In fact, the Santa Clara, Calif.-based technology firm already has deals in place with several municipalities across Canada, including the town of Shawinigan, Quebec; and Brampton, Ontario, a longtime customer that relies on Avaya to deliver its communications and contact centre services, Avaya Canada account manager Leslie Thomas tells ITBusiness.ca.
“Contact centres have been our bread and butter… but we’re also focusing a lot today on collaboration, workflows, and communication-enabling infrastructure,” Thomas says, noting that recently discussions with municipal partners about leveraging new technologies such as artificial intelligence (AI) and the Internet of Things (IoT) to deliver service innovations at the level expected of smart cities have become more common.
“We’re taking a deeper look at the internal user experience as well as how the community wants to interact with municipalities today,” she explains. “So communications remain the underlying infrastructure, but we’re having more conversations about delivering the smart city experience.”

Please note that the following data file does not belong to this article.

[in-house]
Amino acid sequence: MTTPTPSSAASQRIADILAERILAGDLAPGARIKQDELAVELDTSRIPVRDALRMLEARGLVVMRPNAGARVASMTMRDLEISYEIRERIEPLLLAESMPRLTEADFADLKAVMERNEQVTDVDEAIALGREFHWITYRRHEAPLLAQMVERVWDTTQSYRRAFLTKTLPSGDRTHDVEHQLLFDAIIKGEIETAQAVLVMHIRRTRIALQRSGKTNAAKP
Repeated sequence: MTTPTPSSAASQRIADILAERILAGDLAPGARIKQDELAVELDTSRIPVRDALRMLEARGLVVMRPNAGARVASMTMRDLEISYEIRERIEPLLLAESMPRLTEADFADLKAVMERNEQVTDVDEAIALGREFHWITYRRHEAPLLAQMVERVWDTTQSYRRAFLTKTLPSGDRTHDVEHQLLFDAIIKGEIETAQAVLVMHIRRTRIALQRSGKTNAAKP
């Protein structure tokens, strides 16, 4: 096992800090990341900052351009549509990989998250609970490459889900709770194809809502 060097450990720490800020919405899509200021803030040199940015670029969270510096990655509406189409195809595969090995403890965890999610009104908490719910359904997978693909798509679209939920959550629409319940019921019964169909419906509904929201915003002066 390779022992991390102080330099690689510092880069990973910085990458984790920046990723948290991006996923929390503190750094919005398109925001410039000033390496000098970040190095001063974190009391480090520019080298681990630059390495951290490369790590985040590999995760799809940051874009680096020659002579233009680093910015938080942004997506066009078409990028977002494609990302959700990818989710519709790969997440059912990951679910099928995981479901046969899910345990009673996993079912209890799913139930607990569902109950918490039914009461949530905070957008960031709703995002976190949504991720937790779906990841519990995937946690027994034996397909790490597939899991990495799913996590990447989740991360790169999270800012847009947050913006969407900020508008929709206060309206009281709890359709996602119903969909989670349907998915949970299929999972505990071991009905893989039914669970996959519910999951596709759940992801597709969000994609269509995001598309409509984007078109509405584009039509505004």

While contract agreements prevent Thomas from offering further details, she says that Avaya has supported similar initiatives worldwide, including in Dubai, where the company’s support of the city’s Dubai Roads and Transport Authority has improved customer satisfaction rates by 50 per cent.
“We’ve had lots of great feedback at MISA this week,” says Thomas, who works with the city of Brampton and was helping manage Avaya’s booth during the 2017 Municipal Information Systems Association of Ontario Annual Conference.
“It’s obviously an ongoing process to work with our customers, but we understand that things change very fast and are always doing our best to stay ahead of their requirements and execute them better than anyone else.”